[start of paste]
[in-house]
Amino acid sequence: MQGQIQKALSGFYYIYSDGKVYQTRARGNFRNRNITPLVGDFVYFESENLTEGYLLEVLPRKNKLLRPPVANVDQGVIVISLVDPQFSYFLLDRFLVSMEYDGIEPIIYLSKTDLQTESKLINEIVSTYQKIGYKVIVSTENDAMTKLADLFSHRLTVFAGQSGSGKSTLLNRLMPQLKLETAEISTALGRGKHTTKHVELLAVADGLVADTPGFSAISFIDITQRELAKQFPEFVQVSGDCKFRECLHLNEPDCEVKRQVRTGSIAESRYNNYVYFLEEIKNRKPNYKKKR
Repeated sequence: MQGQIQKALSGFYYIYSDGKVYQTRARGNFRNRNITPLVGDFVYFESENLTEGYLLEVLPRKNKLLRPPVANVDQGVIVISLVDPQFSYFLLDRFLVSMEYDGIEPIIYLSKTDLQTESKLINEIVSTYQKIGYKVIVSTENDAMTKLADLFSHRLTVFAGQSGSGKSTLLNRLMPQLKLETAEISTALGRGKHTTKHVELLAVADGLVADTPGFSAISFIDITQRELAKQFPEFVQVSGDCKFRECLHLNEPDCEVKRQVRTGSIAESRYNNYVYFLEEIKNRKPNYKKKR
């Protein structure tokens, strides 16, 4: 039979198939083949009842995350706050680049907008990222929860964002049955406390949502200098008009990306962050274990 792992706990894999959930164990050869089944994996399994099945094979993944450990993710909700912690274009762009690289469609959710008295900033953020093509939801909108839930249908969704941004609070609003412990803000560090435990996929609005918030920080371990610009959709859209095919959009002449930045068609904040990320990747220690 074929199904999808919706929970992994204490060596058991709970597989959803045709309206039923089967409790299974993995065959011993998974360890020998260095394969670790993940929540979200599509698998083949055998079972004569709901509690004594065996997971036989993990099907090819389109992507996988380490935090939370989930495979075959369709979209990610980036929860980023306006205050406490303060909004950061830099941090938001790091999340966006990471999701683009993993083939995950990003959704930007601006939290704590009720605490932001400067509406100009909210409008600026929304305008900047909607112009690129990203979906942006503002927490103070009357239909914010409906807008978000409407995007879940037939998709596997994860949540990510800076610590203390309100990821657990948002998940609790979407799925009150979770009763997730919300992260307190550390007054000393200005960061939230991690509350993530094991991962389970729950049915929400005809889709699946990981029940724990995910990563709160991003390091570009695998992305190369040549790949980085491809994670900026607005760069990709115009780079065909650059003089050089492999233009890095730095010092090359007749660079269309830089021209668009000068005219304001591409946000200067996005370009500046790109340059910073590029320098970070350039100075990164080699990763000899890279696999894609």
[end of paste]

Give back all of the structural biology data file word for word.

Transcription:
[in-house]
Amino acid sequence: MQGQIQKALSGFYYIYSDGKVYQTRARGNFRNRNITPLVGDFVYFESENLTEGYLLEVLPRKNKLLRPPVANVDQGVIVISLVDPQFSYFLLDRFLVSMEYDGIEPIIYLSKTDLQTESKLINEIVSTYQKIGYKVIVSTENDAMTKLADLFSHRLTVFAGQSGSGKSTLLNRLMPQLKLETAEISTALGRGKHTTKHVELLAVADGLVADTPGFSAISFIDITQRELAKQFPEFVQVSGDCKFRECLHLNEPDCEVKRQVRTGSIAESRYNNYVYFLEEIKNRKPNYKKKR
Repeated sequence: MQGQIQKALSGFYYIYSDGKVYQTRARGNFRNRNITPLVGDFVYFESENLTEGYLLEVLPRKNKLLRPPVANVDQGVIVISLVDPQFSYFLLDRFLVSMEYDGIEPIIYLSKTDLQTESKLINEIVSTYQKIGYKVIVSTENDAMTKLADLFSHRLTVFAGQSGSGKSTLLNRLMPQLKLETAEISTALGRGKHTTKHVELLAVADGLVADTPGFSAISFIDITQRELAKQFPEFVQVSGDCKFRECLHLNEPDCEVKRQVRTGSIAESRYNNYVYFLEEIKNRKPNYKKKR
């Protein structure tokens, strides 16, 4: 039979198939083949009842995350706050680049907008990222929860964002049955406390949502200098008009990306962050274990 792992706990894999959930164990050869089944994996399994099945094979993944450990993710909700912690274009762009690289469609959710008295900033953020093509939801909108839930249908969704941004609070609003412990803000560090435990996929609005918030920080371990610009959709859209095919959009002449930045068609904040990320990747220690 074929199904999808919706929970992994204490060596058991709970597989959803045709309206039923089967409790299974993995065959011993998974360890020998260095394969670790993940929540979200599509698998083949055998079972004569709901509690004594065996997971036989993990099907090819389109992507996988380490935090939370989930495979075959369709979209990610980036929860980023306006205050406490303060909004950061830099941090938001790091999340966006990471999701683009993993083939995950990003959704930007601006939290704590009720605490932001400067509406100009909210409008600026929304305008900047909607112009690129990203979906942006503002927490103070009357239909914010409906807008978000409407995007879940037939998709596997994860949540990510800076610590203390309100990821657990948002998940609790979407799925009150979770009763997730919300992260307190550390007054000393200005960061939230991690509350993530094991991962389970729950049915929400005809889709699946990981029940724990995910990563709160991003390091570009695998992305190369040549790949980085491809994670900026607005760069990709115009780079065909650059003089050089492999233009890095730095010092090359007749660079269309830089021209668009000068005219304001591409946000200067996005370009500046790109340059910073590029320098970070350039100075990164080699990763000899890279696999894609």